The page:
Emil Maurice

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SS-Oberführer Emil Maurice wearing the Blood Order.

Emil Maurice (19 January 1897, Westermoor – 6 February 1972, Munich) was an early member of the National Socialist German Workers Party and a founding member of the SS. Together with Erich Kempka, he served as one of Hitler's personal chauffeurs. Unusually, he was one of the few mischlings (a person of mixed Jewish and ethnic German ancestry) to serve in the SS.

Early life and association with Hitler[edit]

A watchmaker by trade, Maurice was a close early associate of Adolf Hitler; their personal friendship dated back to at least 1919 when they were both members of the German Workers Party (DAP).[1] With the founding of the Sturmabteilung in 1920, Maurice became the first Oberster SA-Führer (Supreme SA Leader).

In 1923 Maurice also became a member of the Stabswache (Staff Guard), a small separate bodyguard dedicated to Hitler's service rather than "a suspect mass" of the party, such as the SA.[2] It was given the task of guarding Hitler at Nazi parties and rallies. Later that year, the unit was renamed Stoßtrupp (Shock Troop) 'Adolf Hitler'.[3] Maurice, Julius Schreck, Joseph Berchtold, and Erhard Heiden, were all members of the Stoßtrupp.[4] On 9 November 1923 the Stoßtrupp, along with the SA and several other paramilitary units, took part in the abortive Beer Hall Putsch in Munich. In the aftermath of the putsch Hitler, Rudolf Hess, Maurice and other Nazi leaders were incarcerated at Landsberg Prison.[5] While in prison with Hitler, Maurice took down part of the dictation for Mein Kampf and is mentioned in the book.[1] During that time, the Nazi Party and all associated formations, including the Stoßtrupp, were officially disbanded.

After Hitler's release from prison, the Nazi Party was officially refounded. In 1925, Hitler ordered the formation of a new bodyguard unit, the Schutzkommando (protection command).[6] It was formed by Julius Schreck and included old Stoßtrupp members, Maurice and Heiden.[4][7] That same year, the Schutzkommando was expanded to a national level. It was renamed successively the Sturmstaffel (storm squadron), and finally on 9 November the Schutzstaffel (abbreviated to SS).[8] Hitler became SS member No. 1 and Emil Maurice became SS member No. 2.[1] At that time, Maurice became an SS-Führer in the new organization, although the leadership of the SS was assumed by Schreck, the first Reichsführer-SS.[9] Maurice became Hitler's chauffeur. He reportedly had a brief relationship with Hitler's niece, Geli Raubal, which led to his dismissal as Hitler's chauffeur.[10]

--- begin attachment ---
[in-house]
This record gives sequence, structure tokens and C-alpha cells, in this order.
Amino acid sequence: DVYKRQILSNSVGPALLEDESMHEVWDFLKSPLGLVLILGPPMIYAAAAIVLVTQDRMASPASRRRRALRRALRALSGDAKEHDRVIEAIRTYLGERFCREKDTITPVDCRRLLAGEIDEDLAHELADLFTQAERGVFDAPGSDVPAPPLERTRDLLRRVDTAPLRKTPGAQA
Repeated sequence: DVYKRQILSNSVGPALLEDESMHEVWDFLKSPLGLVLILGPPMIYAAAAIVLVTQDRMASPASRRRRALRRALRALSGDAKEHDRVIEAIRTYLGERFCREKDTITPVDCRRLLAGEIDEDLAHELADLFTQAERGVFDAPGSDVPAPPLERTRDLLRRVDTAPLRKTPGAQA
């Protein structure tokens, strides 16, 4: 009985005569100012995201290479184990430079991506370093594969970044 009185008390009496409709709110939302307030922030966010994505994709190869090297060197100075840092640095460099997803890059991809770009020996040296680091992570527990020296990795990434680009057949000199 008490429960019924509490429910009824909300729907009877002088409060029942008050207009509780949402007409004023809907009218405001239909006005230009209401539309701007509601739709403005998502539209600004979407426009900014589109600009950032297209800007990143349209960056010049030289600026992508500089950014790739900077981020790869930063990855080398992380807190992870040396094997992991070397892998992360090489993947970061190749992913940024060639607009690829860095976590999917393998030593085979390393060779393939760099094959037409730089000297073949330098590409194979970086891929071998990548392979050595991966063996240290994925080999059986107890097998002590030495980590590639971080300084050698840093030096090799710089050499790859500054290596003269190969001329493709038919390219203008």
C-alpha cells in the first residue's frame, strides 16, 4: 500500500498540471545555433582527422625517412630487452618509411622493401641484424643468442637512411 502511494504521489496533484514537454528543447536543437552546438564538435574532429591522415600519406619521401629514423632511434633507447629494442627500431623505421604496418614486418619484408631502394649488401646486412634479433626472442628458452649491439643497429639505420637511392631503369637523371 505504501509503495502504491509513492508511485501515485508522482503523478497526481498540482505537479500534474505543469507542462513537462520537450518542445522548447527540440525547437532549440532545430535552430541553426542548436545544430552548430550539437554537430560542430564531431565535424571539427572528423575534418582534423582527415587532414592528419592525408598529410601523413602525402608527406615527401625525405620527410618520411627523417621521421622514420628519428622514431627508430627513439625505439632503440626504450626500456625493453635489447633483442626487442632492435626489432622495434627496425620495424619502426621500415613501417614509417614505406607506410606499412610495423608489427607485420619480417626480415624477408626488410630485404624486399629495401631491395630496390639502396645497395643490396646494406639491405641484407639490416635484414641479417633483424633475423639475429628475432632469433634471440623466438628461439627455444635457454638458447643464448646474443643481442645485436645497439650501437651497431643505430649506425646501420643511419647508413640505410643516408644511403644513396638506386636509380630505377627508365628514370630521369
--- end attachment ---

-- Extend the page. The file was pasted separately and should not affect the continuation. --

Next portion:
When the SS was reorganized and expanded in 1932, Maurice became a senior SS officer and would eventually be promoted to the rank SS-Oberführer. While Maurice never became a top commander of the SS, his status as SS member #2 effectively credited him as an actual founder of the organization. Heinrich Himmler, who ultimately would become the most recognized leader of the SS, was SS member #168.[11]

Conflict with Himmler over Jewish roots[edit]

After Himmler had become Reichsführer-SS, Maurice fell afoul of Himmler's racial purity rules for SS officers when he had to submit details of his family history before he was allowed to marry in 1935. Himmler stated, "without question...Maurice is, according to his ancestral table, not of Aryan descent".[10] All SS officers had to prove racial purity back to 1750, and it turned out that Maurice had Jewish ancestry: Charles Maurice Schwartzenberger (1805–1896), the founder of the Thalia Theater in Hamburg, was his great-grandfather.

Himmler recommended that Maurice be expelled from the SS, along with other members of his family. To Himmler's annoyance, the Führer stood by his old friend.[10] In a secret letter written on 31 August 1935, Hitler compelled Himmler to make an exception for Maurice and his brothers, who were informally declared "Honorary Aryans" and allowed to stay in the SS.

Later life[edit]

In 1936 he became a Reichstag deputy for Leipzig and from 1937 was the chairman of the Munich Chamber of Commerce.

From 1940 to 1942, he served in the Luftwaffe as an officer.[10] After the war, in 1948, he was sentenced to four years in a labor camp. He died on 6 February 1972.[10]


  1. ^ a b c Hamilton 1984, p. 160.
  2. ^ McNab 2009, pp. 14, 16.
  3. ^ McNab 2009, p. 16.
  4. ^ a b McNab 2009, pp. 10, 11.
  5. ^ Hamilton 1984, pp. 160, 161, 172.
  6. ^ Lumsden 2002, p. 14.
  7. ^ Weale 2010, pp. 16, 26.
  8. ^ Weale 2010, p. 29.
  9. ^ Hamilton 1984, p. 172.
  10. ^ a b c d e Hamilton 1984, p. 161.
  11. ^ Biondi 2000, p. 7.


  • Biondi, Robert, ed. (2000) [1942]. SS Officers List: (as of 30 January 1942): SS-Standartenfuhrer to SS-Oberstgruppenfuhrer: Assignments and Decorations of the Senior SS Officer Corps. Atglen, PA: Schiffer. ISBN 978-0-7643-1061-4. 
  • Hamilton, Charles (1984). Leaders & Personalities of the Third Reich, Vol. 1. R. James Bender Publishing. ISBN 0-912138-27-0. 
  • Lumsden, Robin (2002). A Collector's Guide To: The Allgemeine — SS. Ian Allan Publishing, Inc. ISBN 0-7110-2905-9. 
  • McNab, Chris (2009). The SS: 1923–1945. Amber Books Ltd. ISBN 978-1-906626-49-5. 
  • Weale, Adrian (2010). The SS: A New History. London: Little, Brown. ISBN 978-1408703045. 
Political offices
New office Leader of the SA
1920 - 1921
Succeeded by
Hans Ulrich Klintzsche